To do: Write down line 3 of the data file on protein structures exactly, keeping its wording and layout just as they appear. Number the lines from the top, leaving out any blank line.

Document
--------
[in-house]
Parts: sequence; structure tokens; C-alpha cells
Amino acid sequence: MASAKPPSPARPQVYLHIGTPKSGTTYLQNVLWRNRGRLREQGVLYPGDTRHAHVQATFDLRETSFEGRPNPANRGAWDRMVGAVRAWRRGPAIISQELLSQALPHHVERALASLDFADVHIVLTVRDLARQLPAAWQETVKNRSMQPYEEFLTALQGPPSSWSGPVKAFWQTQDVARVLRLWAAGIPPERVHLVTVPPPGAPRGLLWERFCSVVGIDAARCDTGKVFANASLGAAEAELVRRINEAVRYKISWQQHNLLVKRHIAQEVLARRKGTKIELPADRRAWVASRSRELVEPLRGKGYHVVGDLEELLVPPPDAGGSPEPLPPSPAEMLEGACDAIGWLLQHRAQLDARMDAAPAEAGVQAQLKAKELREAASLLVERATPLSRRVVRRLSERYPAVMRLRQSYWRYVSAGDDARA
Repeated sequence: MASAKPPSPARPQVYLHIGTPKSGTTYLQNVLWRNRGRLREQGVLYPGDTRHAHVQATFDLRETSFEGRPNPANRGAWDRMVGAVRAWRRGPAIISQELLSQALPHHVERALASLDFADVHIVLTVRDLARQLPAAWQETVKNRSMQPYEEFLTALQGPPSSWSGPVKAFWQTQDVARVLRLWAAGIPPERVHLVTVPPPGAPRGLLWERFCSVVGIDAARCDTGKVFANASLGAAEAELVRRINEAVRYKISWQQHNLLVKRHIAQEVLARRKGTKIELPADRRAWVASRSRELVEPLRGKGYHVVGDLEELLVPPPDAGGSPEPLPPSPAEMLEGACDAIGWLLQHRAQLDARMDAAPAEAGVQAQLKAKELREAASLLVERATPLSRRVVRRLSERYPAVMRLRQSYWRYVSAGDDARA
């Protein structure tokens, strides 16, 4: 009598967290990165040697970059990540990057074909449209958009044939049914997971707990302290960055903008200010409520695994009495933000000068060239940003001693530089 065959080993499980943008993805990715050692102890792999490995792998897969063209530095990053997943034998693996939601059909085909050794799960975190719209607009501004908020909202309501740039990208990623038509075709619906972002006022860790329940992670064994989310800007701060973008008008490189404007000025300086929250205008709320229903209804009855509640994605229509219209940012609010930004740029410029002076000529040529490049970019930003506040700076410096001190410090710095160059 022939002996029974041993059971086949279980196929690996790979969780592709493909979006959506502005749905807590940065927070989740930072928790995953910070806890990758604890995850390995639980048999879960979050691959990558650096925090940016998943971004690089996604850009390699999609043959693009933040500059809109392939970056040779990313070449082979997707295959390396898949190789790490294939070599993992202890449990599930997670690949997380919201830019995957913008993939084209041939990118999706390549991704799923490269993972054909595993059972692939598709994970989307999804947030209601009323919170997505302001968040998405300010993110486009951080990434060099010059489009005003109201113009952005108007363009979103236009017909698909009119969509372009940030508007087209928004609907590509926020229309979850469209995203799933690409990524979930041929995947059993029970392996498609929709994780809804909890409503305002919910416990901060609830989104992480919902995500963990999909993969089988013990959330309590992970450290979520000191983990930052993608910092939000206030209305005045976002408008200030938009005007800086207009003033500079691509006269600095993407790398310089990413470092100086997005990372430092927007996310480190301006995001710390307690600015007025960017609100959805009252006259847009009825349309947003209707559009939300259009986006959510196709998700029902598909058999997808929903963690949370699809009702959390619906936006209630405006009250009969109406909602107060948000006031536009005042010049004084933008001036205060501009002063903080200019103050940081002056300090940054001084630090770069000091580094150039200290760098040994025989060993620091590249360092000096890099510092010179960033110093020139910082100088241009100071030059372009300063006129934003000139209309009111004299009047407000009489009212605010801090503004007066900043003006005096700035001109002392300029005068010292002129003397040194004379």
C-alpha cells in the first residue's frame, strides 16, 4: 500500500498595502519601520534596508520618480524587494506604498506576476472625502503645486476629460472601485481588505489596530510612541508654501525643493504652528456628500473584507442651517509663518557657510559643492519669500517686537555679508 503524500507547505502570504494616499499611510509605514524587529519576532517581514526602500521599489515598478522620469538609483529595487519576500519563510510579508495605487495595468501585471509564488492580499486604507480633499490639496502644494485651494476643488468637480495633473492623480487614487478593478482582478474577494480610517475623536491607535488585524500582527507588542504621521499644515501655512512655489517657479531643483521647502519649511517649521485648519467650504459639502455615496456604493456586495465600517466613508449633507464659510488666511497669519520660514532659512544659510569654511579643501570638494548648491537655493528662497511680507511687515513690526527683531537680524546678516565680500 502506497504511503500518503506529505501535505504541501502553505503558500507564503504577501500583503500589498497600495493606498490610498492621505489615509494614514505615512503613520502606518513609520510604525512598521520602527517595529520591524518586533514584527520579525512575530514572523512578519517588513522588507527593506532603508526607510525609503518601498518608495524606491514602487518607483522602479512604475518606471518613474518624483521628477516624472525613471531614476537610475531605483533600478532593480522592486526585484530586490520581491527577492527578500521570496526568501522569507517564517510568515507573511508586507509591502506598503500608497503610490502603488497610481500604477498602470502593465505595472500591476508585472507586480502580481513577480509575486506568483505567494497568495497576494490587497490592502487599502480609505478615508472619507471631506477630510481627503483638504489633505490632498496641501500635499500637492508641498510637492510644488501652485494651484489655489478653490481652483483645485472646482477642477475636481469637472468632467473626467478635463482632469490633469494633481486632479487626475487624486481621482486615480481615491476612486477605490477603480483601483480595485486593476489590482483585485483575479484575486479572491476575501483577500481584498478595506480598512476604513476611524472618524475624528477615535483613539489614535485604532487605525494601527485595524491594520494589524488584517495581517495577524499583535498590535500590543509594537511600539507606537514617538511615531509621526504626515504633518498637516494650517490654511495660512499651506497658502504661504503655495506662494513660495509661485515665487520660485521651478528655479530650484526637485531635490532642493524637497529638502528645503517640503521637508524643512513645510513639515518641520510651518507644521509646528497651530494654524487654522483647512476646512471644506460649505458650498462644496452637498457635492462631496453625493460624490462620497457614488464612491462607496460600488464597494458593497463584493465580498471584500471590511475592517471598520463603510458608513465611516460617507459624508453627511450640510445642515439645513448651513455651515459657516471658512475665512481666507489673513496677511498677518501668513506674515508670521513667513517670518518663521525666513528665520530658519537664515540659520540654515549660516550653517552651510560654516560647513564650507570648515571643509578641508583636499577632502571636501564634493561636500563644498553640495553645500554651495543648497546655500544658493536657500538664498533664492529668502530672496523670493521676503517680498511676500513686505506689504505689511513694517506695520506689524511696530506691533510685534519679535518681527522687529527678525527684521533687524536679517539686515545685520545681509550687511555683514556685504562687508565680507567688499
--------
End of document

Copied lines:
Amino acid sequence: MASAKPPSPARPQVYLHIGTPKSGTTYLQNVLWRNRGRLREQGVLYPGDTRHAHVQATFDLRETSFEGRPNPANRGAWDRMVGAVRAWRRGPAIISQELLSQALPHHVERALASLDFADVHIVLTVRDLARQLPAAWQETVKNRSMQPYEEFLTALQGPPSSWSGPVKAFWQTQDVARVLRLWAAGIPPERVHLVTVPPPGAPRGLLWERFCSVVGIDAARCDTGKVFANASLGAAEAELVRRINEAVRYKISWQQHNLLVKRHIAQEVLARRKGTKIELPADRRAWVASRSRELVEPLRGKGYHVVGDLEELLVPPPDAGGSPEPLPPSPAEMLEGACDAIGWLLQHRAQLDARMDAAPAEAGVQAQLKAKELREAASLLVERATPLSRRVVRRLSERYPAVMRLRQSYWRYVSAGDDARA